On Being a Pianist in Kenya: Documentary

For more information about this topic, use the search form below!


  • Juliet says:

    Oh my god what a wonderful story!! Though obvious to some of us, some people definitely need to see that we are all the same, all human, regardless of where or in what conditions we are born. This is ample proof of that and I’m not surprised at all. Western Classical Music is such a treasure and I’m so moved by learning about these young people wanting to learn and persevering on in face of such challenge. We sometimes don’t realize how spoiled we are here in the West…

  • Ms Clavel says:

    Being a musician myself and having worked overseas for a few years in Abu Dhabi, I am quite surprised to learn that even in African countries like Kenya, there are also exceptional students who can play Western music. The English teacher must probably be interested to teach and wants to widen her cultural knowledge of even poor countries. Truly God makes no exceptions when it comes to talents as He gave them to each individual !

  • Annabelle says:

    There is no such thing as country, nationality or race… music belongs to all of us…. the only question is… are we given the opportunity to learn… or do our life circumstances suffocate our talents… much love to this woman… more should be like her… <3

  • Sara W. says:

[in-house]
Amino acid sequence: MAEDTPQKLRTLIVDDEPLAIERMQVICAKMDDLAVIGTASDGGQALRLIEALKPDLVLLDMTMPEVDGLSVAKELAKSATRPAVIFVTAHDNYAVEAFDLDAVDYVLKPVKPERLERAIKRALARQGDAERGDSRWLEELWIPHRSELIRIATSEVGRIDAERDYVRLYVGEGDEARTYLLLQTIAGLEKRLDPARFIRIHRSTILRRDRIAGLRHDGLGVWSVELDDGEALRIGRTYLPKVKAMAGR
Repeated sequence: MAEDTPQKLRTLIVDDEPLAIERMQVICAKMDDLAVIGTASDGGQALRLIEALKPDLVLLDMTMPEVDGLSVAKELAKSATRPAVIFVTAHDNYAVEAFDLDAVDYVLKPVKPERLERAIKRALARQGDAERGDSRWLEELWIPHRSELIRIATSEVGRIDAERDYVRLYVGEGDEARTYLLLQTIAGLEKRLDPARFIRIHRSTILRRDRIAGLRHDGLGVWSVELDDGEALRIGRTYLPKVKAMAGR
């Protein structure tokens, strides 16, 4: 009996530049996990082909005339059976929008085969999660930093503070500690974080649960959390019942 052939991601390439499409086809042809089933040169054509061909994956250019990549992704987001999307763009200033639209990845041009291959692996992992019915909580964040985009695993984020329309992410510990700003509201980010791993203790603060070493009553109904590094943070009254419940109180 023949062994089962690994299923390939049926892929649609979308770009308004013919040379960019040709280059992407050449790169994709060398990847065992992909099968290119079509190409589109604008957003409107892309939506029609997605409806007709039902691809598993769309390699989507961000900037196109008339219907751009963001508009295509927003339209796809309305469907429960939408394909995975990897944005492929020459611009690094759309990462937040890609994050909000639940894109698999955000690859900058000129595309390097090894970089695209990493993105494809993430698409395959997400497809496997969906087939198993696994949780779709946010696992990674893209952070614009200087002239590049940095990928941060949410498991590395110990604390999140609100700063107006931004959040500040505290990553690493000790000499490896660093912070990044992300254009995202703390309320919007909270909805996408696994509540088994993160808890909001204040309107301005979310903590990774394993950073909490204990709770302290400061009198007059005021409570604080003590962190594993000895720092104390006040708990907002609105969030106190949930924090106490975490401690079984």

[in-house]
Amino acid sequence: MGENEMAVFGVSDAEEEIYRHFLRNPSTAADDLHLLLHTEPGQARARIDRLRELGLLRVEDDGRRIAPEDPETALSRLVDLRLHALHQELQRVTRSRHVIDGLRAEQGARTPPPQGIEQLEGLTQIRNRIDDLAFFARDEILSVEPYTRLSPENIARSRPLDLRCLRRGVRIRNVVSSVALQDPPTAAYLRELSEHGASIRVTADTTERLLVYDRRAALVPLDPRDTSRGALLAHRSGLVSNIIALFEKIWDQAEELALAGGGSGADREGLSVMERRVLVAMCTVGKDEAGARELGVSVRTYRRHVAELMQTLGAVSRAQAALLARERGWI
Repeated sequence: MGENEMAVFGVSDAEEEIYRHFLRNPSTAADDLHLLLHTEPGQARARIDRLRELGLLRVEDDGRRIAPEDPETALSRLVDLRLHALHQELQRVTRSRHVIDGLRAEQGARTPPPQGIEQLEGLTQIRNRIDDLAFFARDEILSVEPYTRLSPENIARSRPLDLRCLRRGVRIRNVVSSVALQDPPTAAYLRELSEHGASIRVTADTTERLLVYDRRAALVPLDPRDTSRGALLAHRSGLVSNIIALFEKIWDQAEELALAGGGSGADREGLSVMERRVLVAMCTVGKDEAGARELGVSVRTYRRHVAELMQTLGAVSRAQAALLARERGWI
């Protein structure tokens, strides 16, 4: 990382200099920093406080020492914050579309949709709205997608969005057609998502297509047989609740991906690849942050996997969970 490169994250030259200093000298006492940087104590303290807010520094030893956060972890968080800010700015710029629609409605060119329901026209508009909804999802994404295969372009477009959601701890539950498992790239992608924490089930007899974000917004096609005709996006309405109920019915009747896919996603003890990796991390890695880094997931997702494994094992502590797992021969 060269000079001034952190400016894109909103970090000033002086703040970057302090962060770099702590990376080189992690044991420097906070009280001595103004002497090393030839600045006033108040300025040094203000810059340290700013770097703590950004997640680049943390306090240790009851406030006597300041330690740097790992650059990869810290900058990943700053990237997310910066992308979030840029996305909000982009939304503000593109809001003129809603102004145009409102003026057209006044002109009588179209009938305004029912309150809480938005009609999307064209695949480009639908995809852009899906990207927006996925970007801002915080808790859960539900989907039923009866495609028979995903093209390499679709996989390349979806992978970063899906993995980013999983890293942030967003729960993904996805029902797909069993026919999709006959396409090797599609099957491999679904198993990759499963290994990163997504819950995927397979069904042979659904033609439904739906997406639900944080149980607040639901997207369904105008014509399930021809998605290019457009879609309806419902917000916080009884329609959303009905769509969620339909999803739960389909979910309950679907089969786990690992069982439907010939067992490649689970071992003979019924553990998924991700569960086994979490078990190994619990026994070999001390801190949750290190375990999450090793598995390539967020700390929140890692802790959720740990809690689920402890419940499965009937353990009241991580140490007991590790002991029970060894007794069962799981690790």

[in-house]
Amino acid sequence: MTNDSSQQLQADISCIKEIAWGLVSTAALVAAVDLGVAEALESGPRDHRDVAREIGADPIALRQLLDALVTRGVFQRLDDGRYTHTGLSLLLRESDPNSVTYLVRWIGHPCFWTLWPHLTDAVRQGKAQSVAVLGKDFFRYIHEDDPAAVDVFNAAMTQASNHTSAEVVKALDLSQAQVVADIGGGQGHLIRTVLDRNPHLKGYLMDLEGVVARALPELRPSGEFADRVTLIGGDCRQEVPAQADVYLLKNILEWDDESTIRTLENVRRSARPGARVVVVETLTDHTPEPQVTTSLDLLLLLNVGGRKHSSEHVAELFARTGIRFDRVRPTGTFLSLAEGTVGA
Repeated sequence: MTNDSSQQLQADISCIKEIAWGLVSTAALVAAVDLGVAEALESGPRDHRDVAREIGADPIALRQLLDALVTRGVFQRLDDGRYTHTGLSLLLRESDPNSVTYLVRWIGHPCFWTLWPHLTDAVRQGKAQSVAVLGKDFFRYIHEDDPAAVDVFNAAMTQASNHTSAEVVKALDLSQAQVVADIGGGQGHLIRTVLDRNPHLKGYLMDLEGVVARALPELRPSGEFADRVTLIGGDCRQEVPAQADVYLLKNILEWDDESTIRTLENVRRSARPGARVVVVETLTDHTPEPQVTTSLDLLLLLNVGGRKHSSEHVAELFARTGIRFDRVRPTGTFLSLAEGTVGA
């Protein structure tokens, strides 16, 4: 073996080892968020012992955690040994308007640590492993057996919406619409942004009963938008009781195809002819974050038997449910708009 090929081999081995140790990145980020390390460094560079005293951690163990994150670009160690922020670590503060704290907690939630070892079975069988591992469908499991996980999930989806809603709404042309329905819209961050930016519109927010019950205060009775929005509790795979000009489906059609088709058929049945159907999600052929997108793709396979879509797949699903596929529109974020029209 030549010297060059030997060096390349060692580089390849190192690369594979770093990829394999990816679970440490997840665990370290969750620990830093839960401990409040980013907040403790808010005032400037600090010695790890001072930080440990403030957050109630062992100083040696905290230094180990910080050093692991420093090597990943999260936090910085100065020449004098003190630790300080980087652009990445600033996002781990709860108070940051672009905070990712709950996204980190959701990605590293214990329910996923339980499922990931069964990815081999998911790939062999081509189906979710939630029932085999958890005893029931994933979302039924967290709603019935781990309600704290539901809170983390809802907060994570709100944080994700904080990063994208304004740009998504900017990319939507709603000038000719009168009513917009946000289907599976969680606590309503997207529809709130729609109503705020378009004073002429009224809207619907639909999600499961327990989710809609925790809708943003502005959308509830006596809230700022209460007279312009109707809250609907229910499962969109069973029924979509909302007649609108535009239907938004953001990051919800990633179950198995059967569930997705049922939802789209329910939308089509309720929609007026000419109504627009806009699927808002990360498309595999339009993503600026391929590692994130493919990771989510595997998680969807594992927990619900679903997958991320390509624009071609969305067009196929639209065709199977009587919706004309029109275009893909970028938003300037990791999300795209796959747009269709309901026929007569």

Music is a beautiful gift not only for those who can play it but for all who can listen. I love that there is a reach going to Kenya to help fulfill dreams out there. No one should be limited by their location or finances from being able to become a pianist or to play any other instrument they chose. Some of the world’s future greats can be in such small towns and locations no one had ever heard of. Beautiful story and wonderful message!

  • Marianne says:

    I have been wanting to do this for quite some time for students in Haiti. I have made connections with their biggest music schools there, but find the lack of electricity (therefore internet) is a real obstacle once I return home. It’s best to be there in person, of course. How long are your three visits each year? Do you have a studio back home? How do you manage both?

    Thank you so much for sharing the valuable work that you are doing.
    Always my best,

  • Edward Jackson says:

    My circumstance was, I was military brat, having lived in other countries, finding other kinds of instruments ie, Fibing an old harpsicord dating from the 16th centurey, hearing to sound of that, It looks like piano, but, totally different sound, and I figured out the difference in, the sound of a piano, vrs. a harpsicord, is this! On the piano, the sound is from when the wire inside is struck with a little hammer covered in felt, verses having the same wire plucked in a harpsicord, producing a totally different sound. And, their are people who can fix them from a common enemy of both, mice and rats! First, you’ve got to be able to play it, to fix it is the money maker!

  • Write a reply or comment

    Your email address will not be published. Required fields are marked *